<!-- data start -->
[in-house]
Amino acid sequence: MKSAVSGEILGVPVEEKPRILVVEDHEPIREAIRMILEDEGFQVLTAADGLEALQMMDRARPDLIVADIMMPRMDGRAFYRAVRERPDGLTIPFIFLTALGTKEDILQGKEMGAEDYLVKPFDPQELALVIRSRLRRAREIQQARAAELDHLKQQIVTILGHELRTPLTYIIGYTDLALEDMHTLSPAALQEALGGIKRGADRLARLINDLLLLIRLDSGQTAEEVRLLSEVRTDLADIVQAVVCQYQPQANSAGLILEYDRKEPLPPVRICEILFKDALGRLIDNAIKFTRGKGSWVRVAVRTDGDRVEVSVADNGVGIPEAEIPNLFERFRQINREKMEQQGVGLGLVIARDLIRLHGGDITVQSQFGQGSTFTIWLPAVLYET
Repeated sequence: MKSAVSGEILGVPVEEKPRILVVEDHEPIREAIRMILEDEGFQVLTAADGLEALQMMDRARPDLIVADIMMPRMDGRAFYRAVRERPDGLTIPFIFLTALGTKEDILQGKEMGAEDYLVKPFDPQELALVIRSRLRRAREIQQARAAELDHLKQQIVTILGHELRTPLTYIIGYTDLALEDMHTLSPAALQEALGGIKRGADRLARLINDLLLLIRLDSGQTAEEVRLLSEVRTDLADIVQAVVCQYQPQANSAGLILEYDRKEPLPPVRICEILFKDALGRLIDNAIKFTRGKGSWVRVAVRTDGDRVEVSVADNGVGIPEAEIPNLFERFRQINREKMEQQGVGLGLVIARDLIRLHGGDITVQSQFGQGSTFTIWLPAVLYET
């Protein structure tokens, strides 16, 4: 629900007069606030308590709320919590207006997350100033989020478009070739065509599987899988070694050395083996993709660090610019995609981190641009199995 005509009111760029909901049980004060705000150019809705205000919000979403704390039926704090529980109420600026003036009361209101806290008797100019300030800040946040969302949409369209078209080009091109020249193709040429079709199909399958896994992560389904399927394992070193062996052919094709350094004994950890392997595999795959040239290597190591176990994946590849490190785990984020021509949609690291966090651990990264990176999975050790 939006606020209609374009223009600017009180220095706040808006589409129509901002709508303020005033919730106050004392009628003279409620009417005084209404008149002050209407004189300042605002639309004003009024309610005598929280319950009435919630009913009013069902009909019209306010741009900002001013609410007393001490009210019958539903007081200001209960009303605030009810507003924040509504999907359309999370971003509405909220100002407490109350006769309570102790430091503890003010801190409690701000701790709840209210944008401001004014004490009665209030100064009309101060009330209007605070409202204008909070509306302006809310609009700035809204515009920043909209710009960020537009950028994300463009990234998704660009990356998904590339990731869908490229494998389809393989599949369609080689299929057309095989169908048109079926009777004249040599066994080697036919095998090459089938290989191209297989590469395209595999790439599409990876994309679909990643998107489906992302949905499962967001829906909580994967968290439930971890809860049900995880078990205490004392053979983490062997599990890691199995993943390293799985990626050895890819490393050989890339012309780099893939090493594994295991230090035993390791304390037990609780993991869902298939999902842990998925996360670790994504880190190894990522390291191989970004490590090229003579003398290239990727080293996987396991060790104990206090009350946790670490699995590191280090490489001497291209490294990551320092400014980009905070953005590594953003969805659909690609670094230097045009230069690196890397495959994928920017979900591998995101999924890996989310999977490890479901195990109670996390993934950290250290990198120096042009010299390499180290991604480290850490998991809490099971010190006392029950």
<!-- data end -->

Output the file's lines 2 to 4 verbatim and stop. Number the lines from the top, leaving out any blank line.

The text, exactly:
Amino acid sequence: MKSAVSGEILGVPVEEKPRILVVEDHEPIREAIRMILEDEGFQVLTAADGLEALQMMDRARPDLIVADIMMPRMDGRAFYRAVRERPDGLTIPFIFLTALGTKEDILQGKEMGAEDYLVKPFDPQELALVIRSRLRRAREIQQARAAELDHLKQQIVTILGHELRTPLTYIIGYTDLALEDMHTLSPAALQEALGGIKRGADRLARLINDLLLLIRLDSGQTAEEVRLLSEVRTDLADIVQAVVCQYQPQANSAGLILEYDRKEPLPPVRICEILFKDALGRLIDNAIKFTRGKGSWVRVAVRTDGDRVEVSVADNGVGIPEAEIPNLFERFRQINREKMEQQGVGLGLVIARDLIRLHGGDITVQSQFGQGSTFTIWLPAVLYET
Repeated sequence: MKSAVSGEILGVPVEEKPRILVVEDHEPIREAIRMILEDEGFQVLTAADGLEALQMMDRARPDLIVADIMMPRMDGRAFYRAVRERPDGLTIPFIFLTALGTKEDILQGKEMGAEDYLVKPFDPQELALVIRSRLRRAREIQQARAAELDHLKQQIVTILGHELRTPLTYIIGYTDLALEDMHTLSPAALQEALGGIKRGADRLARLINDLLLLIRLDSGQTAEEVRLLSEVRTDLADIVQAVVCQYQPQANSAGLILEYDRKEPLPPVRICEILFKDALGRLIDNAIKFTRGKGSWVRVAVRTDGDRVEVSVADNGVGIPEAEIPNLFERFRQINREKMEQQGVGLGLVIARDLIRLHGGDITVQSQFGQGSTFTIWLPAVLYET
């Protein structure tokens, strides 16, 4: 629900007069606030308590709320919590207006997350100033989020478009070739065509599987899988070694050395083996993709660090610019995609981190641009199995 005509009111760029909901049980004060705000150019809705205000919000979403704390039926704090529980109420600026003036009361209101806290008797100019300030800040946040969302949409369209078209080009091109020249193709040429079709199909399958896994992560389904399927394992070193062996052919094709350094004994950890392997595999795959040239290597190591176990994946590849490190785990984020021509949609690291966090651990990264990176999975050790 939006606020209609374009223009600017009180220095706040808006589409129509901002709508303020005033919730106050004392009628003279409620009417005084209404008149002050209407004189300042605002639309004003009024309610005598929280319950009435919630009913009013069902009909019209306010741009900002001013609410007393001490009210019958539903007081200001209960009303605030009810507003924040509504999907359309999370971003509405909220100002407490109350006769309570102790430091503890003010801190409690701000701790709840209210944008401001004014004490009665209030100064009309101060009330209007605070409202204008909070509306302006809310609009700035809204515009920043909209710009960020537009950028994300463009990234998704660009990356998904590339990731869908490229494998389809393989599949369609080689299929057309095989169908048109079926009777004249040599066994080697036919095998090459089938290989191209297989590469395209595999790439599409990876994309679909990643998107489906992302949905499962967001829906909580994967968290439930971890809860049900995880078990205490004392053979983490062997599990890691199995993943390293799985990626050895890819490393050989890339012309780099893939090493594994295991230090035993390791304390037990609780993991869902298939999902842990998925996360670790994504880190190894990522390291191989970004490590090229003579003398290239990727080293996987396991060790104990206090009350946790670490699995590191280090490489001497291209490294990551320092400014980009905070953005590594953003969805659909690609670094230097045009230069690196890397495959994928920017979900591998995101999924890996989310999977490890479901195990109670996390993934950290250290990198120096042009010299390499180290991604480290850490998991809490099971010190006392029950």